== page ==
40.) ALJ Cameron Elliot was assigned to adjudicate the case.
(Id. ¶ 40.) ALJ Elliot had not been appointed
by the SEC, but by the Chief ALJ. (Id. ¶ 41.)
ALJ Elliot issued an initial decision following a hearing on
the matter. He concluded Plaintiffs violated the securities
law and imposed sanctions. Lucia, 138 S.Ct. at
appealed to the SEC arguing, in part, that the administrative
proceeding was invalid because ALJ Elliot had not been
properly appointed under the Appointments Clause, and thus
lacked constitutional authority to perform his job.
Id. The SEC affirmed ALJ Elliot's decision.
(Compl. ¶ 50.) Plaintiffs then appealed to the D.C.
Circuit, which affirmed the SEC's decision. (Id.
¶ 54.) Subsequently, the Supreme Court granted
certiorari and reversed the D.C. Circuit's decision.
(Id. ¶ 57.) The Supreme Court held that SEC
ALJs are “Officers of the United States, ” and as
such must be appointed by the President, “Courts of
Law, ” or “Heads of Departments” under the
Appointments Clause. Lucia, 138 S.Ct. at 2055; Art.
II, § 2, cl. 2. Because ALJ Elliot had not been properly
appointed, the Court held that Plaintiffs were entitled to a
new hearing before “a properly appointed
official”- specifically “another ALJ (or by the
Commission itself).” Id.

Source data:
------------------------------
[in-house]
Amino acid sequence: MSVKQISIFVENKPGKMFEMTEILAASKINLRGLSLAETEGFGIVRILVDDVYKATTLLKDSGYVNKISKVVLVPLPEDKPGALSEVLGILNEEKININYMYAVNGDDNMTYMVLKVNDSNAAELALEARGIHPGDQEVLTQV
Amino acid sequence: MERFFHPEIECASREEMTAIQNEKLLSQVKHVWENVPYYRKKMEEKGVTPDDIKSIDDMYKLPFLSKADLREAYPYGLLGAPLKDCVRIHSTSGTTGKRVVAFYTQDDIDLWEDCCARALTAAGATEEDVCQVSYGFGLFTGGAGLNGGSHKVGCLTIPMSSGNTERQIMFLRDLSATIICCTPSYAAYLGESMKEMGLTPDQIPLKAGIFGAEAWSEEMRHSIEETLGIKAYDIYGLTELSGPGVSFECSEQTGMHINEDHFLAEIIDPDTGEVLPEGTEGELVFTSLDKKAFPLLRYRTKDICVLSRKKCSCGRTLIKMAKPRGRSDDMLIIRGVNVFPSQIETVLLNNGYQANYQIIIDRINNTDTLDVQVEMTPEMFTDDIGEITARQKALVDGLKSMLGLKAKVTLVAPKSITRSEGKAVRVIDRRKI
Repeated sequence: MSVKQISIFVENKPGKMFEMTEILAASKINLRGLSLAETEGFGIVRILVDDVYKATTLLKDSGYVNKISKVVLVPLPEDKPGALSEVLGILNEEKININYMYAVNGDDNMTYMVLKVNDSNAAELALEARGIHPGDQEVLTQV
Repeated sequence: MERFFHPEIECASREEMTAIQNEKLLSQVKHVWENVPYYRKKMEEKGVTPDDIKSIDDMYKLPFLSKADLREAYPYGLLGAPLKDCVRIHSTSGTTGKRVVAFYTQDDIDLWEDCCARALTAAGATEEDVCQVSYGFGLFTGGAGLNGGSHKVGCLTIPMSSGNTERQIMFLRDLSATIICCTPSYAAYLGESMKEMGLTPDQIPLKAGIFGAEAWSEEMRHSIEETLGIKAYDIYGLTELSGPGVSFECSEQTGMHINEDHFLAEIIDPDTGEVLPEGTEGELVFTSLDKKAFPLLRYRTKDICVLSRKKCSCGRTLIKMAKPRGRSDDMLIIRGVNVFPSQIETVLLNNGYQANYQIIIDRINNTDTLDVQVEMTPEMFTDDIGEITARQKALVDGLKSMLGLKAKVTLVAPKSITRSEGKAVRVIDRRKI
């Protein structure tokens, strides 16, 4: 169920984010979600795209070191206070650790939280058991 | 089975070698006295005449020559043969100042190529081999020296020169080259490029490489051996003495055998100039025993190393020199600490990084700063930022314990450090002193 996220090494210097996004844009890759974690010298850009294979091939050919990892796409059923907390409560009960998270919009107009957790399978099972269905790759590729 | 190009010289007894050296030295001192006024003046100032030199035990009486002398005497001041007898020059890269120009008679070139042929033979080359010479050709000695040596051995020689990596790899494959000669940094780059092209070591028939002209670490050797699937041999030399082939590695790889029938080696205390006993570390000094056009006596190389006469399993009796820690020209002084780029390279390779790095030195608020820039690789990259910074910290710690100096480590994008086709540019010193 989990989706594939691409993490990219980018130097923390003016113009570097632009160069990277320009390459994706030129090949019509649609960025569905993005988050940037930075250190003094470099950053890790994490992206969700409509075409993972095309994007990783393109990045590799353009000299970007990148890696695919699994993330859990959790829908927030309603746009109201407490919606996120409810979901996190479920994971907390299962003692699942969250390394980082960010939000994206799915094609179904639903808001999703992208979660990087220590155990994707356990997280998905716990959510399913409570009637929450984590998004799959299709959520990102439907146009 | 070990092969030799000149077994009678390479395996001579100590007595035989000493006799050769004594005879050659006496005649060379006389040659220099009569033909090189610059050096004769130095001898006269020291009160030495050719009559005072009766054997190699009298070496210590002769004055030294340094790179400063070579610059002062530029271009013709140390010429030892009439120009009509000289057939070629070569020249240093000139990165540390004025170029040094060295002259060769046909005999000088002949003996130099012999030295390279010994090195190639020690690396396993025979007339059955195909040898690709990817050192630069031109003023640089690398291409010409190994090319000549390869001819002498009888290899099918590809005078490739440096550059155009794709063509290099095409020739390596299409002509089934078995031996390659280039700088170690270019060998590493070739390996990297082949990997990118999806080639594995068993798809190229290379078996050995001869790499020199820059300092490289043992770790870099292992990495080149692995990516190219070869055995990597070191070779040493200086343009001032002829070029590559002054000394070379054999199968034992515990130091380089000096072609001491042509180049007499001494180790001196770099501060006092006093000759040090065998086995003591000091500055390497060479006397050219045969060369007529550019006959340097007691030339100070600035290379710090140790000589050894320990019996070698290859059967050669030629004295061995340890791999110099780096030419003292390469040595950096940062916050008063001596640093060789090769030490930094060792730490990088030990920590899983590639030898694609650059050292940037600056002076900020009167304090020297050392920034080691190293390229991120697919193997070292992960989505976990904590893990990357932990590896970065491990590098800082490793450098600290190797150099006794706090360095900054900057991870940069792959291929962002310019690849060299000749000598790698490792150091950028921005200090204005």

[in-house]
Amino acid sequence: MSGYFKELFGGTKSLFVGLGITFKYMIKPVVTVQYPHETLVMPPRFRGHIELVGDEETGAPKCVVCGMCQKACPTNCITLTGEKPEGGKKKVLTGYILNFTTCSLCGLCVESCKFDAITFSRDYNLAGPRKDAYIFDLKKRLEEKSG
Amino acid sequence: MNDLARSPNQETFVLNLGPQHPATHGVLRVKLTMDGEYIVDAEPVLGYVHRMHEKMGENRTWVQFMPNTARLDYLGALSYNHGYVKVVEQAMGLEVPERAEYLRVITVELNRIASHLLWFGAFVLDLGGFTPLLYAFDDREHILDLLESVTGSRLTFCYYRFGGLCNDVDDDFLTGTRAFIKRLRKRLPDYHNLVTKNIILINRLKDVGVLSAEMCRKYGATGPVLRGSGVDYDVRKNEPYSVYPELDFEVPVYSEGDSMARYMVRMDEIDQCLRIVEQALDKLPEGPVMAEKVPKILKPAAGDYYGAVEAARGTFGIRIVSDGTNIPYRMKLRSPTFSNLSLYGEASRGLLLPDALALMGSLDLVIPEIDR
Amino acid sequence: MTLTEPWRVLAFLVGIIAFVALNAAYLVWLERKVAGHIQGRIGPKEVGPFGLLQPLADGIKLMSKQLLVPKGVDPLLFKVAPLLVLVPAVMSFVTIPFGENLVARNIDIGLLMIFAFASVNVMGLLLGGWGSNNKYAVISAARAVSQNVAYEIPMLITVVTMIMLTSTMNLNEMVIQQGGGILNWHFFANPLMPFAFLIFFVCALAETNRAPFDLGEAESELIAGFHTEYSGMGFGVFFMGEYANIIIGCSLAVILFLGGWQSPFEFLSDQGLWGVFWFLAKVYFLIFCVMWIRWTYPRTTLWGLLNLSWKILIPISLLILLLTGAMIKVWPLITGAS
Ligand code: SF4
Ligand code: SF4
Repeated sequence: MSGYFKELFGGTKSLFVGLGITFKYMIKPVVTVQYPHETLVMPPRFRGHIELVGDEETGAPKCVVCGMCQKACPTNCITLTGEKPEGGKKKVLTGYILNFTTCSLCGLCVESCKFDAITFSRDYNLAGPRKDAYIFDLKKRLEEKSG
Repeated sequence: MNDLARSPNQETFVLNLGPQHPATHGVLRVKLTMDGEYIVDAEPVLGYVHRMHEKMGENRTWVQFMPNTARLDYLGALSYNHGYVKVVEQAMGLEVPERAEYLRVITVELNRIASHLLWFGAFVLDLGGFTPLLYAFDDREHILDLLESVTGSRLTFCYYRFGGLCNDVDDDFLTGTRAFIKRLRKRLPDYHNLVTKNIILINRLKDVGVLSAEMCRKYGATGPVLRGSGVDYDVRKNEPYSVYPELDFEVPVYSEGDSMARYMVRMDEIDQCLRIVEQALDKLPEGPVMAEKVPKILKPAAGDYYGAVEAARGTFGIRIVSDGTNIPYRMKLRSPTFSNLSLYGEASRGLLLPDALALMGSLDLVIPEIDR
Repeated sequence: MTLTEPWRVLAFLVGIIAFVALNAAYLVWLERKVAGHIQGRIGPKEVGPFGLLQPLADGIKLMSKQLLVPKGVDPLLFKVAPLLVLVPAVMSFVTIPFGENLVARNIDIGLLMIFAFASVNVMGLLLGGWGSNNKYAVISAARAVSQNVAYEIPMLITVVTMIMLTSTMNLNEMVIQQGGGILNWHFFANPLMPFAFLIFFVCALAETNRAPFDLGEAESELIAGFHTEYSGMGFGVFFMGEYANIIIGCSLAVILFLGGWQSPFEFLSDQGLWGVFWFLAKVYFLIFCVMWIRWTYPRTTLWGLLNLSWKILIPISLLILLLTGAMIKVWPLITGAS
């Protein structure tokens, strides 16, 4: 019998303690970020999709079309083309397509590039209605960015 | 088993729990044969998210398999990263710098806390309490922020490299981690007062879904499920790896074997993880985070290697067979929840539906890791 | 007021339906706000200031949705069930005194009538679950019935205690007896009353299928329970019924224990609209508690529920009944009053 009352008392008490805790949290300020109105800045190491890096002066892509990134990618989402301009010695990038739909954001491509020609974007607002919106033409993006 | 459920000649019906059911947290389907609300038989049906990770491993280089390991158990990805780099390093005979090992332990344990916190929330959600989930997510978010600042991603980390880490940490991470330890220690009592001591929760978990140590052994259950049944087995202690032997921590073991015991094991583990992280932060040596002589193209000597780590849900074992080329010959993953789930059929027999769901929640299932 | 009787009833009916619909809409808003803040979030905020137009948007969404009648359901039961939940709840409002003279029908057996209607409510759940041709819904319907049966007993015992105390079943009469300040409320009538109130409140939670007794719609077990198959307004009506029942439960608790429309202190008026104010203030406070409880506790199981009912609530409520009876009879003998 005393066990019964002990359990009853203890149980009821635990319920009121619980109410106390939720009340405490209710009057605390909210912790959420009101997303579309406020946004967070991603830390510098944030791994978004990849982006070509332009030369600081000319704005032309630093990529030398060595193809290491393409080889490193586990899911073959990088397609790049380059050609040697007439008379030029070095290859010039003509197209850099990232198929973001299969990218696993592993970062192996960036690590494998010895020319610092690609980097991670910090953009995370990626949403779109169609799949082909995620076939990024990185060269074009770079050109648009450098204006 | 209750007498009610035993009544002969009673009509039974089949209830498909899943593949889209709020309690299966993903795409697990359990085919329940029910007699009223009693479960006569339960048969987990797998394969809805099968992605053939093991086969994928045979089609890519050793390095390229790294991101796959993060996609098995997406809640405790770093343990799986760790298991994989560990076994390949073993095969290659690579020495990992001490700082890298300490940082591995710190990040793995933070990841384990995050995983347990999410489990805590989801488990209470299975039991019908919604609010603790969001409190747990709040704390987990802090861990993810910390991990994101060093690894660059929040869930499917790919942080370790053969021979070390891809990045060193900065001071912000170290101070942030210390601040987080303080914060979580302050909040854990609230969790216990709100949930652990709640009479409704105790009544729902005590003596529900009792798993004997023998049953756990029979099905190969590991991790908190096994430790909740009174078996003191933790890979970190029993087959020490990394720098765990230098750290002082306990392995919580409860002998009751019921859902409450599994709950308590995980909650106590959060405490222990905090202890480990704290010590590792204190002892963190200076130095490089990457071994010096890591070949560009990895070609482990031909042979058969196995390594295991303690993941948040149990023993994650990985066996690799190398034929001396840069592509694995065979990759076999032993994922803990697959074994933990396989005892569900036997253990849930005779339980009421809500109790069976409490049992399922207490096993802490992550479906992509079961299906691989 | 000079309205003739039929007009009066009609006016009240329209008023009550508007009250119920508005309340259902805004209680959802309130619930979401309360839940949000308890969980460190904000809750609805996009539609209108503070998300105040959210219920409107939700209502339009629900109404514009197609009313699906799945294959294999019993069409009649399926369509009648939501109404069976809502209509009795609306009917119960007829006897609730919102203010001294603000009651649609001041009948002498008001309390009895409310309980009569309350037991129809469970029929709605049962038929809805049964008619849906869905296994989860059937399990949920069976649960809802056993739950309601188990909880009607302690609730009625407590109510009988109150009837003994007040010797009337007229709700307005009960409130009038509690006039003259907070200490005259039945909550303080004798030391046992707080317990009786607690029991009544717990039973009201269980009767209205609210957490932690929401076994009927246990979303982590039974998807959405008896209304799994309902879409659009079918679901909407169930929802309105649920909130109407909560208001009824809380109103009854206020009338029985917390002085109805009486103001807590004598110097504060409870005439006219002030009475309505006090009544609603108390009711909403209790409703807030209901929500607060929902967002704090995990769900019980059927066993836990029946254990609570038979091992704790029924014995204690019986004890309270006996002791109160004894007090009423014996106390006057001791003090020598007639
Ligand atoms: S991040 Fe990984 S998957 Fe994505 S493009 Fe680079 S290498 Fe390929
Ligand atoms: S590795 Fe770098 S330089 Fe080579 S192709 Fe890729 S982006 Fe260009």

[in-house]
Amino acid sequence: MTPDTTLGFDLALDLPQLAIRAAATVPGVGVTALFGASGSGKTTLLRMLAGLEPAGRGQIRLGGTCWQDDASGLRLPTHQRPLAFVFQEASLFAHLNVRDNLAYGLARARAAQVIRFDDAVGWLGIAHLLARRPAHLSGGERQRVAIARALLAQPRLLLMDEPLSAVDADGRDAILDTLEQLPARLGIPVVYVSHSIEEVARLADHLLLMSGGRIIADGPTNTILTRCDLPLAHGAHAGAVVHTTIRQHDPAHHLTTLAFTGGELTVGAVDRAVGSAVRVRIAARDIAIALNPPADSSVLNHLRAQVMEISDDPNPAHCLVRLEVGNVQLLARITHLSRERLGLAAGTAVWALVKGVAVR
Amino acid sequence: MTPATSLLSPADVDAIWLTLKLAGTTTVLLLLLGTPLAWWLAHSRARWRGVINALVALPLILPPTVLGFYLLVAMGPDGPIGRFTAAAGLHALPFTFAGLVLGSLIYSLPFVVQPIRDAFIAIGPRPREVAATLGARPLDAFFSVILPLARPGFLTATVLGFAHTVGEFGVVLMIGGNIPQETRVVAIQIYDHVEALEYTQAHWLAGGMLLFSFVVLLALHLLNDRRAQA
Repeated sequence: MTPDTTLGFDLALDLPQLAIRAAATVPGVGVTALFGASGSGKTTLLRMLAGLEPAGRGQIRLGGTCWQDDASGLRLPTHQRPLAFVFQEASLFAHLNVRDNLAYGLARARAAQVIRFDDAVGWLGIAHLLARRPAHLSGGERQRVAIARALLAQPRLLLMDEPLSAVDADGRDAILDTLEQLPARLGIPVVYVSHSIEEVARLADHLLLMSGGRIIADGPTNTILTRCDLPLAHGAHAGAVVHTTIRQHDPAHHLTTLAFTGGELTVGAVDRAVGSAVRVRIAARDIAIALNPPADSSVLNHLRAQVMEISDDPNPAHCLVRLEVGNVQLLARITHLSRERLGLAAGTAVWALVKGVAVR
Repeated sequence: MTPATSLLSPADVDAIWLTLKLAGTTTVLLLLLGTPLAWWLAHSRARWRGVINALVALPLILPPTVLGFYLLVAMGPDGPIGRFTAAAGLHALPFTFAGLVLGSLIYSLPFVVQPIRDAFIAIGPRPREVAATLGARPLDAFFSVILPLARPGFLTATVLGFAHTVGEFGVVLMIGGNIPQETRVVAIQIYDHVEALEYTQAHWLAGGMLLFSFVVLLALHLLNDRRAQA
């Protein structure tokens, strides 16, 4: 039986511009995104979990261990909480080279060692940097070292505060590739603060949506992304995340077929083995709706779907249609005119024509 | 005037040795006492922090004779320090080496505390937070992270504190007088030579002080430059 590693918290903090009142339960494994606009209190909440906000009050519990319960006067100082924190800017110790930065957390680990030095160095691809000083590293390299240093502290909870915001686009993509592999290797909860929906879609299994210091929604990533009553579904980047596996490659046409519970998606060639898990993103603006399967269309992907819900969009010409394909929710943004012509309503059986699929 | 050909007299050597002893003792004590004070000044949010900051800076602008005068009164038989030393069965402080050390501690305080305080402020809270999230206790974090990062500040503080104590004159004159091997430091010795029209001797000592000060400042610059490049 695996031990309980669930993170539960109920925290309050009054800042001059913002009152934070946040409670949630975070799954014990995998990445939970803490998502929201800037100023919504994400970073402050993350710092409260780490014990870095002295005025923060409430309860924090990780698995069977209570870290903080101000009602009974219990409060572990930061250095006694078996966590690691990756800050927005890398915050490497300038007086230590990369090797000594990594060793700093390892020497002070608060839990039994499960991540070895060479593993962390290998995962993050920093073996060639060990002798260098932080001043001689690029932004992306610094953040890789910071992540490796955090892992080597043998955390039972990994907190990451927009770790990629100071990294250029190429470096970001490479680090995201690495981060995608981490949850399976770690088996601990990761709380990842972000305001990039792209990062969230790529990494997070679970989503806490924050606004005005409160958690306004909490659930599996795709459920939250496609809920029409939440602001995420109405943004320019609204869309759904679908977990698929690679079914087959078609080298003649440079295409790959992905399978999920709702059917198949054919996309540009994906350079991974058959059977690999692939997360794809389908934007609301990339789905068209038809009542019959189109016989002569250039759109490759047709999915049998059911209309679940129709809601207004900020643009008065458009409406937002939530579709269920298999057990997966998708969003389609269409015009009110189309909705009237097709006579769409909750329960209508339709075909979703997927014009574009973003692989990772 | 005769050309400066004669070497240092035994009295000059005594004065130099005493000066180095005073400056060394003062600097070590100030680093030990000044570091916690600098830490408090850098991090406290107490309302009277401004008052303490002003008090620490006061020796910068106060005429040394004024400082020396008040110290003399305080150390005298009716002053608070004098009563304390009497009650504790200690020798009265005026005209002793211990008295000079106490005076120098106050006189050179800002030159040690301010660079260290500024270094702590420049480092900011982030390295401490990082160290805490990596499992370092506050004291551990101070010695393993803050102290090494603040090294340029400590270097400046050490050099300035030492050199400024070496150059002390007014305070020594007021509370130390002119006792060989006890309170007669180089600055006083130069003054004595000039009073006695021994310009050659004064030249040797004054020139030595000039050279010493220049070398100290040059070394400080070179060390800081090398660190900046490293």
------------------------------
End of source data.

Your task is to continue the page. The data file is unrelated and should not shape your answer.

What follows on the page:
the Lucia case was pending before the Supreme Court,
the SEC issued a general order, which, among other things,
ratified the appointment of its ALJs. (Compl. ¶
On September 12, 2018, ALJ Carol Fox Foelak was assigned to
the case. (Id. ¶ 94.) Plaintiffs moved to
dismiss the proceedings before ALJ Foelak, which was denied.
See Raymond J. Lucia Cos., Admin. Proc. Release No.
6628, 2019 SEC LEXIS 1744 (A.L.J.) (July 15, 2019 Order). The
hearing is scheduled to commence on March 2, 2020. See
id., Admin. Proc. Release No. 6657, 2019 SEC LEXIS 2111
(A.L.J.) (August 16, 2019 Order).
filed the subject Complaint seeking to enjoin the
administrative proceeding before ALJ Foelak on grounds that
(1) SEC ALJs have multiple levels of protection against
removal which violates Article II of the U.S. Constitution,
and (2) the SEC's proceeding “violates its own
rules of practice and their mandatory deadlines” and
thereby deprives Plaintiffs of due process. (Compl.
¶¶ 100-16.) Plaintiffs contend that because the SEC
and its ALJs lack authority to address threshold
constitutional challenges, the Court must exercise
jurisdiction over these claims.
Plaintiffs filed their motion for preliminary injunction,
Defendants filed an unopposed Ex Parte Motion to
Stay Proceedings During Lapse in Appropriations, which was
granted by the Court. Defendants thereafter filed a Notice of
Restoration of Appropriations, and on April 4, 2019, the
Court held an informal telephonic conference. The parties
informed the Court of ongoing settlement negotiations and
requested a further stay pending settlement discussions. The
parties also agreed that in the absence of settlement,
Defendants would file a motion to dismiss on jurisdictional
grounds and the Court could simultaneously address that
motion along with Plaintiffs' motion for preliminary
injunction. Because the case did not settle, the Court
addresses the parties' motions.